Most Americans are familiar with the Federal Housing Administration's loan program that lets would-be home buyers purchase a house with a 5% down payment.
But what many people don't realize is that the FHA operates several other loan programs that offer attractive financing terms to buyers and homeowners alike.
"We have a bunch of different programs, but a lot of people just don't know about them," said Bill Glavin, a spokesman in the FHA's Washington headquarters.
Some lenders say many people don't even ask about FHA loans because they figure that they make too much money to qualify for a government-backed mortgage.
But unlike many programs run by state and local governments, you don't have to meet "maximum income" standards to get most types of FHA loans. In fact, you could qualify for one of these cut-rate mortgages even if you make more than $100,000 a year.
More than 80% of the loans that the FHA insures are made through the U.S. Housing and Urban Development's "203-b" program. It's the simplest type of FHA loan to understand: You make a down payment as small as 5%, you get a fixed-interest rate and the mortgage is paid off in 30 years.
More than 15 million Americans have bought homes under the 203-b program since the FHA was formed in the 1930s.
But another loan program operated by the FHA--known as the "245" program--is even more attractive to many borrowers, especially to those of rather modest means.
An FHA 245 loan is a graduated-payment mortgage. It starts out with a below-market interest rate, and payments gradually rise over the first five years.
For example, Pasadena-based Countrywide Funding Corp. offers FHA 245 loans with an introductory rate of 7 3/4%. The rate eventually rises to 9 3/4%, where it stays for the life of the loan.
"The low introductory rate on the 245 loan makes it a lot easier to get than a typical mortgage," said Ralph Mozilo, Countrywide's executive vice president.
As an example, Mozilo said, a borrower seeking a $100,000 mortgage under the well-known 203-b program would have to make about $36,000 a year to qualify for a loan at the going rate of 9 1/2%. Monthly payments for principal and interest would be $841.
A borrower who instead opted for the little-known 245 program would only have to earn about $28,800 a year to qualify because of the loan's 7 3/4% introductory rate. Monthly payments would start out at $718, rising gradually to $878 five years from now.
"A 245 loan is an especially good loan for younger people who aren't making a whole lot of money now, but who expect their earnings to rise steadily over the years," Mozilo said. "Their income growth should keep pace with the increases in their mortgage."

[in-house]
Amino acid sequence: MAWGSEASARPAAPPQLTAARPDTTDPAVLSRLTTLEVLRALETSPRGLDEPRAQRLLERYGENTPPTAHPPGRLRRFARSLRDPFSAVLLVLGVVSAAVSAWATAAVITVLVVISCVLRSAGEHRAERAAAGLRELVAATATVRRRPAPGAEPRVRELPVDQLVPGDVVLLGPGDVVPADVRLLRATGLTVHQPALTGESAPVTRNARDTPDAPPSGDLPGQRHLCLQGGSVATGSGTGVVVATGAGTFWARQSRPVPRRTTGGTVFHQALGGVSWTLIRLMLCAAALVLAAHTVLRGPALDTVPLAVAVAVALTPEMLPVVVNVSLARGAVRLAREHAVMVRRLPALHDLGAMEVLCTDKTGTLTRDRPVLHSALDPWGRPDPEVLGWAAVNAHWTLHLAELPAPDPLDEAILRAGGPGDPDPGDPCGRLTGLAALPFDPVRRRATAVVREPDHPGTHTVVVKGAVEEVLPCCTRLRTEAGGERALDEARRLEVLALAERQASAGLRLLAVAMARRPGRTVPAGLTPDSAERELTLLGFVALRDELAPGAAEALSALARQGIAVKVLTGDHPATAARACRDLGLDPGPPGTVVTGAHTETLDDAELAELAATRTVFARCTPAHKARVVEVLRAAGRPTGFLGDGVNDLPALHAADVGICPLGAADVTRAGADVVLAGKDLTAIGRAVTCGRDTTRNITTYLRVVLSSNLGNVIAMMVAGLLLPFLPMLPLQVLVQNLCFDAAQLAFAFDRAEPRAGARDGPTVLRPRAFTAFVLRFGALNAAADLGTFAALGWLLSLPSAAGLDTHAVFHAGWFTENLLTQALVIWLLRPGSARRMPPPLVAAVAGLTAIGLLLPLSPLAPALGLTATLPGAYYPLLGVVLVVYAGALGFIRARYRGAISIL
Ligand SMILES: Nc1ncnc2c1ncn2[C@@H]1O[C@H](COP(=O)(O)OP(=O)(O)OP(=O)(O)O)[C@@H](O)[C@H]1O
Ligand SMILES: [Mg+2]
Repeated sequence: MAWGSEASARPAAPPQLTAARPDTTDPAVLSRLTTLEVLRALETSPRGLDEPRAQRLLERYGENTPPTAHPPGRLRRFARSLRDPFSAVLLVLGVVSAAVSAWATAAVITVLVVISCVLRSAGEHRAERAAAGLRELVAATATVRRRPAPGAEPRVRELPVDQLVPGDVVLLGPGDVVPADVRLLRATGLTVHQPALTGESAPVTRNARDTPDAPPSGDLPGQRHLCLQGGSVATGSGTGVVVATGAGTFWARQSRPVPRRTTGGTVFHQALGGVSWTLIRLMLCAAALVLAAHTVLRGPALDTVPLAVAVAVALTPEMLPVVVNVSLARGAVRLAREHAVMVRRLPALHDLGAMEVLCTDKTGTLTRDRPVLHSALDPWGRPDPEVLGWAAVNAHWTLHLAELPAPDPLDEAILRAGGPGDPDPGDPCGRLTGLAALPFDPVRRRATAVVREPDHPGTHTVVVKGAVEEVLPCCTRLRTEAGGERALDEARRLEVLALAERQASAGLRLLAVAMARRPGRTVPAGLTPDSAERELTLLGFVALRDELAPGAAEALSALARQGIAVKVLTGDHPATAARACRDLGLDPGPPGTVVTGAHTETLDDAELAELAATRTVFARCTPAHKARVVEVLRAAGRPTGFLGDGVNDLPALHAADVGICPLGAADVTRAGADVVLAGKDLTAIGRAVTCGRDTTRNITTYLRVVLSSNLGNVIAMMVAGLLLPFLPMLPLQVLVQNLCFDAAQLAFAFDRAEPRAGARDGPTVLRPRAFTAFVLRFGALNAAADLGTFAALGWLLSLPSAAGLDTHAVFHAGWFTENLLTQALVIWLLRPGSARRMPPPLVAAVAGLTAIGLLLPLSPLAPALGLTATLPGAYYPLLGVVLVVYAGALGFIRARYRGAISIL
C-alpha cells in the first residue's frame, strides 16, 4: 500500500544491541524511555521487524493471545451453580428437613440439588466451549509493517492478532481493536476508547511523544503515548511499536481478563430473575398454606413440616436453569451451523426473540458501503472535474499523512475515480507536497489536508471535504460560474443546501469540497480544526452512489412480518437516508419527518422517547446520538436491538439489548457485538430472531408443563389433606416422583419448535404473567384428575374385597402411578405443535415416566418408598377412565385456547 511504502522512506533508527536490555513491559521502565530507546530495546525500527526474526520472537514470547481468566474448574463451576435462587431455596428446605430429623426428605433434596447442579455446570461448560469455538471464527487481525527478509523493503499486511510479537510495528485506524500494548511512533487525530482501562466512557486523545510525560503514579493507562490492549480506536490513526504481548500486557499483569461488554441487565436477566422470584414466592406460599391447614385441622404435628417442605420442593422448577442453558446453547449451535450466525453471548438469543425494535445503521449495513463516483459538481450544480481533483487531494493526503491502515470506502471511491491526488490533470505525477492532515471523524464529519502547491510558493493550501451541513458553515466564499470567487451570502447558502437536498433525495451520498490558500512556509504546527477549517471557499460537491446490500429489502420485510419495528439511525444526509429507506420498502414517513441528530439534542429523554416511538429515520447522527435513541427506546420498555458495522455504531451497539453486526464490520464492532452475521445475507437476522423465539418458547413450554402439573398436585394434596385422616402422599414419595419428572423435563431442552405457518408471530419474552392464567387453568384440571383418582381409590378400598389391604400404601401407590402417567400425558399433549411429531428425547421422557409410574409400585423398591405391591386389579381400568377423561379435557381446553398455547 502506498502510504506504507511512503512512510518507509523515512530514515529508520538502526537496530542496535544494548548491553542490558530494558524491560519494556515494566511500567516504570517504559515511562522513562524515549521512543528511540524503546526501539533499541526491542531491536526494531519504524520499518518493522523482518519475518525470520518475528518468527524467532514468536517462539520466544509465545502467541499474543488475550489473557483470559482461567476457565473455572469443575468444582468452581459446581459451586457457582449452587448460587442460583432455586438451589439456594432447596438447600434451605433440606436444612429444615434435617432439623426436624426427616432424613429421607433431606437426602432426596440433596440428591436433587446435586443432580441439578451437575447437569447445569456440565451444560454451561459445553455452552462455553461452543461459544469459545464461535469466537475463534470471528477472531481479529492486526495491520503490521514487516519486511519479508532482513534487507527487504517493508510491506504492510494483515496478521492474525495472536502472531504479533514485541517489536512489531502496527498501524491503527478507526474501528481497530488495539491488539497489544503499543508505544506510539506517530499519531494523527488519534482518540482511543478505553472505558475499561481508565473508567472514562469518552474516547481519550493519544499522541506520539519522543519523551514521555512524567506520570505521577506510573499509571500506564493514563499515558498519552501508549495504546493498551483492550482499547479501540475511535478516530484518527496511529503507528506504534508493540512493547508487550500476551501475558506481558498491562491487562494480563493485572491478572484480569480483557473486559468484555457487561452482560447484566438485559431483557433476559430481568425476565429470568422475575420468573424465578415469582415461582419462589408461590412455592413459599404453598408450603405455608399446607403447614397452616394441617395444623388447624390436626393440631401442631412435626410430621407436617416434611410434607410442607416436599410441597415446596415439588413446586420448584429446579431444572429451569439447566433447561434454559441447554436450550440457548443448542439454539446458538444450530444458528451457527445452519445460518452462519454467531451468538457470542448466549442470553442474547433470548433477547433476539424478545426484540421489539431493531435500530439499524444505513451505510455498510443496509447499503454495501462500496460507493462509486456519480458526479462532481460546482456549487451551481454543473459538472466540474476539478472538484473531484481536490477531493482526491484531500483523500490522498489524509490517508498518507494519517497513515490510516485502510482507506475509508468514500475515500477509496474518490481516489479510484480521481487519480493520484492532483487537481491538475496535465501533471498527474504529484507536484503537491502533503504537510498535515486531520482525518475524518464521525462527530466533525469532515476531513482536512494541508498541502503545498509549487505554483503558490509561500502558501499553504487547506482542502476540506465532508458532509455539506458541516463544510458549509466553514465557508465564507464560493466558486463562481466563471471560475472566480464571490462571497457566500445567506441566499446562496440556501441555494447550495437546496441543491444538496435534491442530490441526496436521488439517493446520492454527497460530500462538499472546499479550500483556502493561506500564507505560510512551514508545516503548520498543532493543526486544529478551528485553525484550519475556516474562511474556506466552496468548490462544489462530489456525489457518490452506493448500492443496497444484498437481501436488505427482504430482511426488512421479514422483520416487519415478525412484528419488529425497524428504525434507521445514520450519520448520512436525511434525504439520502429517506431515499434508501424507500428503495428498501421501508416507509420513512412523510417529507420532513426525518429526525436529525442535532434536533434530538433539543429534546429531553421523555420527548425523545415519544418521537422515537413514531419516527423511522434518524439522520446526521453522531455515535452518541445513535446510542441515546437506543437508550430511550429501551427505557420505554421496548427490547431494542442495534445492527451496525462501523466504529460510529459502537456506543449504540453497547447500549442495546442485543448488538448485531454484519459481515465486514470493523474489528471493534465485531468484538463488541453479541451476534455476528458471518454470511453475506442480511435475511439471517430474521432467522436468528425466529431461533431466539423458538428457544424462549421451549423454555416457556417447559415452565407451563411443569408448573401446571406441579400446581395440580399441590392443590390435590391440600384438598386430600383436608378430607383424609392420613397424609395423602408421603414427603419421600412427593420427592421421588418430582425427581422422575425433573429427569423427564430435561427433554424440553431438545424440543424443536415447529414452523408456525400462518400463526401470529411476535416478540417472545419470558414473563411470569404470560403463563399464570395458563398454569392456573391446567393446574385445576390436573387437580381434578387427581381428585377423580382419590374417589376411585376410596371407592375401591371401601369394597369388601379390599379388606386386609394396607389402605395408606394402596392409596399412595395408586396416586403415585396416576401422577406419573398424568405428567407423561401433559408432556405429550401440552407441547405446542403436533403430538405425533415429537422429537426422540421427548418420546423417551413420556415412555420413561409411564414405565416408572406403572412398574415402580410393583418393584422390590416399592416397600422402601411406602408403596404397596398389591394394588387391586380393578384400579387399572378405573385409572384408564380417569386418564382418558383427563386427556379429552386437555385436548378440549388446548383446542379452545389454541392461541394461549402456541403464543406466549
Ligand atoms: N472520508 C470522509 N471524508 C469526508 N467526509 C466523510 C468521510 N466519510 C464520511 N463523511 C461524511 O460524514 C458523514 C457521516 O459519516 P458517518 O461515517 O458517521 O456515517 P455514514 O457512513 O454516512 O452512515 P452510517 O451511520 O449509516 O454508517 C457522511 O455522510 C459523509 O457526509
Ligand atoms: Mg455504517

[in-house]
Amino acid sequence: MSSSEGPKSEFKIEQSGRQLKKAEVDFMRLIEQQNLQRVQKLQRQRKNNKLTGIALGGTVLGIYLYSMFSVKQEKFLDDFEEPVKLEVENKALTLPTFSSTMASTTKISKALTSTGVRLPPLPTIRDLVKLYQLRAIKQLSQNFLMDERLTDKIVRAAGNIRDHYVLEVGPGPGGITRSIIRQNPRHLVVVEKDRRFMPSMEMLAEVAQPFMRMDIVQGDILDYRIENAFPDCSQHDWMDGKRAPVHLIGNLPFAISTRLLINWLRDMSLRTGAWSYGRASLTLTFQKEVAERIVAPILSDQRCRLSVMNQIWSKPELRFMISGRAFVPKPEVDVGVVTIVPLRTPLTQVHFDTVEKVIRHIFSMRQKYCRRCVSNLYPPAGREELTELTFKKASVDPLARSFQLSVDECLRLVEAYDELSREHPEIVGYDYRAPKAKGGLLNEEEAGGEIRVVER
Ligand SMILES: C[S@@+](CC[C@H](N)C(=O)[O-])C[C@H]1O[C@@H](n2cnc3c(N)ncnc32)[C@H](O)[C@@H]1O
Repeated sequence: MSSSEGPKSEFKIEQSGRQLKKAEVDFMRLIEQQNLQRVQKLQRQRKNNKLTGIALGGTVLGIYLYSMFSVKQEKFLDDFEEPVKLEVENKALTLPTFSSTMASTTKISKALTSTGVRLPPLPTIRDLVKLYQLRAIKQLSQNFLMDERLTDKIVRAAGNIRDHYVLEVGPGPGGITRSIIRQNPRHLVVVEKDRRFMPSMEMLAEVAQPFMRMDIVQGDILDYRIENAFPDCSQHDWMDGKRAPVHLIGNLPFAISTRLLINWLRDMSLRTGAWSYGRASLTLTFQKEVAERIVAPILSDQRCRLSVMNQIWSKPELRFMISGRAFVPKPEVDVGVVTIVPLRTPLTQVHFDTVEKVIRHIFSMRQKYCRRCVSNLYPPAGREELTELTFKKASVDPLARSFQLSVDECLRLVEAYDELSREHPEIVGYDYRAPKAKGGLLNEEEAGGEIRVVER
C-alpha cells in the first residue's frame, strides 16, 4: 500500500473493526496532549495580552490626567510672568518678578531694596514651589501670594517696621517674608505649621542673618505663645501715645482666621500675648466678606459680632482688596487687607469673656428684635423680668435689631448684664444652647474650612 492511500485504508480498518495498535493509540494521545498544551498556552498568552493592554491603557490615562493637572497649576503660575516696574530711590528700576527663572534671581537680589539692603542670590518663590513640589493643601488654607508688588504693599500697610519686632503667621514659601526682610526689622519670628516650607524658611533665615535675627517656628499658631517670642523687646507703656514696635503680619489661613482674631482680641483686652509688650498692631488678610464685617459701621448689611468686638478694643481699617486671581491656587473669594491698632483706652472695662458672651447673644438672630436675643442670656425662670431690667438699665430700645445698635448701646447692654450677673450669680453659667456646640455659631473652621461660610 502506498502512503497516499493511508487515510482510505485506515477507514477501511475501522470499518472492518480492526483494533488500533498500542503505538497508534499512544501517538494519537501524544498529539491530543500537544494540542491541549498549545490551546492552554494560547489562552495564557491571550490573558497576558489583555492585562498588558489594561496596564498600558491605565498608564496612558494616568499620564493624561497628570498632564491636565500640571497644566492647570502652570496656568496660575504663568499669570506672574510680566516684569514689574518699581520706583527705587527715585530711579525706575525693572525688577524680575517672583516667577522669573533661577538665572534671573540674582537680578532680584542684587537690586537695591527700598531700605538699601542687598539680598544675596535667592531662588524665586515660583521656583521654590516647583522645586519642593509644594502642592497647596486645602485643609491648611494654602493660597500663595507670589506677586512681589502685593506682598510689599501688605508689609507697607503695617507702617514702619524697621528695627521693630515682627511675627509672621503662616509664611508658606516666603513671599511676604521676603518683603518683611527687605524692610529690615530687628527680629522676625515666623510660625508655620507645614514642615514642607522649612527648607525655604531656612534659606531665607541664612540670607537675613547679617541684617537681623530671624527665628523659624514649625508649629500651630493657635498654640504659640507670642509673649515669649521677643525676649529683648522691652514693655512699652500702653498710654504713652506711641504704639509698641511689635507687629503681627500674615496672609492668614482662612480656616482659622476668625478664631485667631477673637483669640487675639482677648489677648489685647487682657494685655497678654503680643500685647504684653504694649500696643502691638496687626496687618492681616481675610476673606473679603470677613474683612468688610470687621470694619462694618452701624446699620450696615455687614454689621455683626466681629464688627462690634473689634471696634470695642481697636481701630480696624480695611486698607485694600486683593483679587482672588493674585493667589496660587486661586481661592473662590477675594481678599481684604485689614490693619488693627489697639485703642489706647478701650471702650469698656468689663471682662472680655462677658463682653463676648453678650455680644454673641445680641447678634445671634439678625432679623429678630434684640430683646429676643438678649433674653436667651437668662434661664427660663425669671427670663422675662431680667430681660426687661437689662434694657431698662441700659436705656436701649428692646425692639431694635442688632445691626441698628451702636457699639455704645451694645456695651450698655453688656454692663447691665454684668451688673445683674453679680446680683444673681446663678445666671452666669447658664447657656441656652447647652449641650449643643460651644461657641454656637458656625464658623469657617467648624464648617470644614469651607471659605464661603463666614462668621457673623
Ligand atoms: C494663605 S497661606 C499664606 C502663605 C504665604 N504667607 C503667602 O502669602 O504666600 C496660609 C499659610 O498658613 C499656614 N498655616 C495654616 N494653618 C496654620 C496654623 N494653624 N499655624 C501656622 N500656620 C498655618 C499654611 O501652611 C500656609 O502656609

Since lenders who make FHA 245 loans actually lose money in the early years of the mortgage, they typically charge a slightly higher rate when the loan "matures" than they do on standard FHA loans.
For example, the rate on Countrywide's 245 loans eventually hits 9 3/4%. You would pay 9 1/2% if you took the more popular 203-b loan.
Another drawback to FHA 245 loans is that in the early years of the mortgage, the outstanding loan balance actually gets bigger instead of smaller with each monthly payment. By giving you such low initial rates, the lender is essentially subsidizing your payments in the early years but tacking that subsidy on to your outstanding loan balance.
This so-called "negative amortization" shouldn't bother you if you plan on staying in the house for several years. It disappears after the interest rate reaches 9 3/4%, at which time your loan starts being amortized--paid off--just like any other mortgage.
But if you must move within a few years of taking out a 245 loan, you might actually lose money because the value of your home might not rise as fast as the outstanding balance of your mortgage.
The maximum amount you can borrow under both the 203-b and 245 programs is $124,875. That's enough to get a small condominium in most pricey coastal markets, or a single-family home in inland areas.
Other little-known FHA loan programs include:
* "Title I" home-improvement loans. Under this program, current homeowners can borrow up to $25,000 to fix their house up. Although rates on these loans are typically a bit lower than rates on standard home-improvement loans, they're difficult to find and up-front costs are sometimes high.
* The 203-k program. These loans are made to people who "substantially rehabilitate" their homes. They, too, carry an interest rate that's lower than conventional rates and are geared primarily toward low- or moderate-income people who own houses in sore need of repair.
* The 235 loan-program. Available only to the poor, this program provides government subsidies to first-time buyers.
Mortgage bankers and mortgage brokers are often the best sources of information on FHA loans. Many large banks and savings and loan associations don't make the full array of FHA mortgages, in part because they provide similar loans without the government's help.
Of course, you can also get more information about the loans from the nearest regional office of the Federal Housing Administration. You'll find it under the "United States Government" section in the white pages of your local phone book.
AVERAGE RATES FOR RESIDENTIAL MORTGAGES Average rates for residential mortgages as of Nov. 23, 1990.
Survey Conventional Mortgages Adjustable Mortgages Area 15 Year 30 Year Composite 1 Year Composite National 9.69% 9.99% 9.86% 8.00% 8.30% California 9.94 10.23 10.09 8.33 8.29 Connecticut 9.70 10.04 9.90 8.09 8.30 Wash. D.C. 9.53 9.85 9.71 7.63 8.01 Florida 9.72 10.00 9.87 7.98 8.25 Mass. 9.75 10.05 9.91 8.12 8.52 New Jersey 9.69 9.97 9.85 7.90 8.33 N.Y. Metro 9.78 10.07 9.94 8.05 8.40 New York 9.89 10.17 10.05 8.17 8.50 N.Y. Co-ops 10.11 10.36 10.27 8.44 8.79 Pa. 9.42 9.76 9.59 7.63 7.76 Texas 9.44 9.77 9.62 7.96 8.12
SOURCE: HSH Associates, Butler, N.J.